Prestigious authors go for Amazon gold.

TWO WEEKS AGO marked the deadline for the PEN/Amazon.com Short Story Award. This competition, sponsored by the respected literary society and the online hardware/baked goods/used Furby/electronics retailing giant, offers an eye-popping grand prize of $10,000 cash—or about twice what the average author pulls in for publishing a multivolume historical novel. While technically the competition is open only to writers who've never been widely published, the Internet-size award valuation has, not surprisingly, attracted some rather prominent wordsmiths. The first round of judging, conducted by Amazon's staff of editors, is now complete, and Seattle Weekly has obtained this exclusive peek at some of the company's replies.

Dear Mr. Mailer, While we were favorably impressed with The Customer Service Representative's Song, we found its 8,000-page length to be significantly beyond what was specified in the contest rules, as well as likely to give a false picture about the actual career duration of those individuals portrayed. Also, we didn't understand the part about boxing.

Dear Ms. Sontag, We greatly admired your entry, Stickiness and Its Metaphors, particularly its application to content syndication strategy. However, your ultimate equation of e-commerce with "the last parasitic gasps of a toothless patriarchal capitalist order bent on quashing semiotic difference and enforcing the tyranny of binary gender roles" left us cold. Also, what is "diagetic flow"?

Dear Mr. Kozol, We regret to inform you that Clean Up Your Own Pus was not selected as a finalist. Thinly conceived plots, such as those in which a rapacious corporation cuts a sweetheart deal with the city's power brokers in order to boot out a public health hospital and take over its historic view building, read more like wheezy political rants than quality fiction. Old-fashioned bricks-and-mortar liberalism of this kind simply has no place in the new wired economy.

Dear Mr. Kinsley, Thank you for your outstanding submission, The Cyber-Sex Revolution Will Be Webcast, in which you so movingly capture the excitement of this new frontier in human experience. Although we particularly liked your blend of high-tech yarn-spinning and bodice-ripping romance at RedWest, we felt your depiction of sex-starved hacky-sack playing programmers was perhaps too graphic for general readers. Also, it seemed to strain credulity that your pallid, nearsighted central protagonist, Mitchell Kingsley, would become the erotic overlord of a harem of nubile young nymphet junior assistant product managers fresh from the Seven Sisters. Perhaps a more suitable venue for your work would be Penthouse's online forum.

Dear Ms. Godden, We regret to say that your collection of vanity license plate sightings, TAILG8 RDR, does not comprise fiction in any recognizable form.

Dear Mr. Updike, We are grateful for your submission, Bech Goes Public, which we read with great interest. However, after painful consideration, we determined that your self-conscious ruminations upon the historical, mythological, literary, and Biblical hermeneutics distilled, contained, and refracted within the contemporary structure of follow-on offerings, lock-up agreements, vesting periods, and exit strategies would be better suited to The New Yorker. Also, we don't read ancient Greek.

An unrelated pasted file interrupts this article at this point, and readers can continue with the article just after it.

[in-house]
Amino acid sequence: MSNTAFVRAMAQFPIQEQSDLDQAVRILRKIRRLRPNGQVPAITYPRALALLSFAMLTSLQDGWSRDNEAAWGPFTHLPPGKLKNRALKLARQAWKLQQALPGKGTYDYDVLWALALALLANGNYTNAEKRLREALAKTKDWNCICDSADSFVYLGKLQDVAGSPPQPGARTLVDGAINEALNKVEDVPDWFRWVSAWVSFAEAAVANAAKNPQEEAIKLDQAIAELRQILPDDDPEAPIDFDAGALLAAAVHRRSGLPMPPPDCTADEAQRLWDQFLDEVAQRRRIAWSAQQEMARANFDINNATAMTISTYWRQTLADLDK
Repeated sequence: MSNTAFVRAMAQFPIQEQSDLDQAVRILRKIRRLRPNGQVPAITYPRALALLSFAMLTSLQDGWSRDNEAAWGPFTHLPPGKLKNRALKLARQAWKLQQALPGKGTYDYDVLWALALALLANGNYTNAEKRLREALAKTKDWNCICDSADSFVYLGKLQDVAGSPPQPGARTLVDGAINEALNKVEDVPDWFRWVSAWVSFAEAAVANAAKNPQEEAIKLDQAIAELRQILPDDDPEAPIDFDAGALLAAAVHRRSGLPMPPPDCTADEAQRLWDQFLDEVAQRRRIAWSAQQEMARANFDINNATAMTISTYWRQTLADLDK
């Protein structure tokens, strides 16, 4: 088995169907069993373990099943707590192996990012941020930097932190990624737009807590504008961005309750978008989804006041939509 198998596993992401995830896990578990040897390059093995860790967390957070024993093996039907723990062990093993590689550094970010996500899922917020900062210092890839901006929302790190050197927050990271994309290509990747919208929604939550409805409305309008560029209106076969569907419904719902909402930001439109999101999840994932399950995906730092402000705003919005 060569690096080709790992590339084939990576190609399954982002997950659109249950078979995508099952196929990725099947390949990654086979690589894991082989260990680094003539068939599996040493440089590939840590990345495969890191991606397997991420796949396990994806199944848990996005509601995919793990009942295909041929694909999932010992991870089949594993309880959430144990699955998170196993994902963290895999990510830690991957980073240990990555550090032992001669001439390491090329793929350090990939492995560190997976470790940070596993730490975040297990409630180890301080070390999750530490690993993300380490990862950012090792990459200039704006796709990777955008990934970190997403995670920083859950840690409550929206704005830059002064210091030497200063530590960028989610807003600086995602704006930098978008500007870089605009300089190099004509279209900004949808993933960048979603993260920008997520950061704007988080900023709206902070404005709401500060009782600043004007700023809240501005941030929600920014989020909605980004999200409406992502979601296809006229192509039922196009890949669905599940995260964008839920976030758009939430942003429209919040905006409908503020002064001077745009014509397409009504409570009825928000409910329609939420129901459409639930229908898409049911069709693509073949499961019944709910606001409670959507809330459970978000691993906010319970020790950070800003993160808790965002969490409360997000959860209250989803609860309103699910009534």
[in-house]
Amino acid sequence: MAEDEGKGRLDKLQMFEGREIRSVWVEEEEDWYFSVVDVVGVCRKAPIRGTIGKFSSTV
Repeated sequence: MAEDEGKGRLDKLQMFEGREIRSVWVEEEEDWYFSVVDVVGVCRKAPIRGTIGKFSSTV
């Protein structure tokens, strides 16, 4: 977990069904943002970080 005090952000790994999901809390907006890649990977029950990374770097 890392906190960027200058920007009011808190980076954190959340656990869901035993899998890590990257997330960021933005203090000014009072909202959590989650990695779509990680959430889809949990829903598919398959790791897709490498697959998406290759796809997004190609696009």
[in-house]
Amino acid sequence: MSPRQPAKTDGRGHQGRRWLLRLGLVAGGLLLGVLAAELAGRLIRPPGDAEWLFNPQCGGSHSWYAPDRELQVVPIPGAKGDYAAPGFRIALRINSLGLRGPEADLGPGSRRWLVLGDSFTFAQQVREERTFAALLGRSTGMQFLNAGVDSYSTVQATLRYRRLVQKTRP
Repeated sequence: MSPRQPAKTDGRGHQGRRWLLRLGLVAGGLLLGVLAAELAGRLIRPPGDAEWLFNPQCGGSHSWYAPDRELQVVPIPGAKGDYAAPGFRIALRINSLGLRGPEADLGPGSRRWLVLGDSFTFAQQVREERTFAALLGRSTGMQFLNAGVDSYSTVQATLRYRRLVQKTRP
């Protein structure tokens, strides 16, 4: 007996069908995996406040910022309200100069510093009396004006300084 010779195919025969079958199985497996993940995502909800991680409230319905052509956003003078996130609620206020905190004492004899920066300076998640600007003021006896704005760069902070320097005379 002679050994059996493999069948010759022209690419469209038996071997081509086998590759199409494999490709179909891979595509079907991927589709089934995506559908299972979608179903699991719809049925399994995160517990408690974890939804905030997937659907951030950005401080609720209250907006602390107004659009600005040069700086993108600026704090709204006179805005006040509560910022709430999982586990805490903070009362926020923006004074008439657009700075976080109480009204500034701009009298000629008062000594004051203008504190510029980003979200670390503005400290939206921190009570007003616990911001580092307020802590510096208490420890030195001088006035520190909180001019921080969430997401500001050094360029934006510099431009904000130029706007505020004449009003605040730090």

Dear Ms. Oates, Thank you for your fine submission, Because it is Bitter, and Because it is My Bubble Wrap. Our editors found your exquisitely wrought study of bright young middle-management trainees forced to work in a vast, bleak online book distribution warehouse in Reno, NV, alongside menacing toughs, tattooed ex-cons, migrant workers, and doped-up high school drop-outs to be downbeat and depressing. The language was impeccable, of course, but we felt the story did not accurately reflect the reality of this dynamic new wealth-generating sector of the dot-com economy. Also, we didn't understand the part about boxing.

Dear Mr. Guterson, This is just to remind you that while we liked your short story Snow Falling on Alder, as a final-round judge on the PEN/Amazon.com Short Story Award panel you are not eligible to be a contestant. And please stop boasting to fellow judge Sherman Alexie about your superior movie grosses and friendship with Ethan Hawke.

Dear Mr. Foster Wallace, Thank you for your Interminable Jest: A Short Story, which we found to be admirably short, but utterly incomprehensible. Our judges simply couldn't follow your countless digressions, allusions, and erudite citations, and there was nothing in there about e-commerce. Also, your innumerable pop cultural references crashed our server.

Dear Ms. Proulx, We are pleased to inform you that The Interloper is a finalist in the PEN/Amazon.com short story contest. Your tale of a young, balding but not-at-all-unattractive investment banker who abandons the shallow, money-making world of New York City for a deeper and ultimately far more rewarding life as an auctioneer of Pok魯n collectibles is exactly the sort of romantic and life-affirming epic that our contest is designed to encourage. Good luck to you. (Also, have you ever considered writing online toy reviews? We have several lucrative openings.)

 
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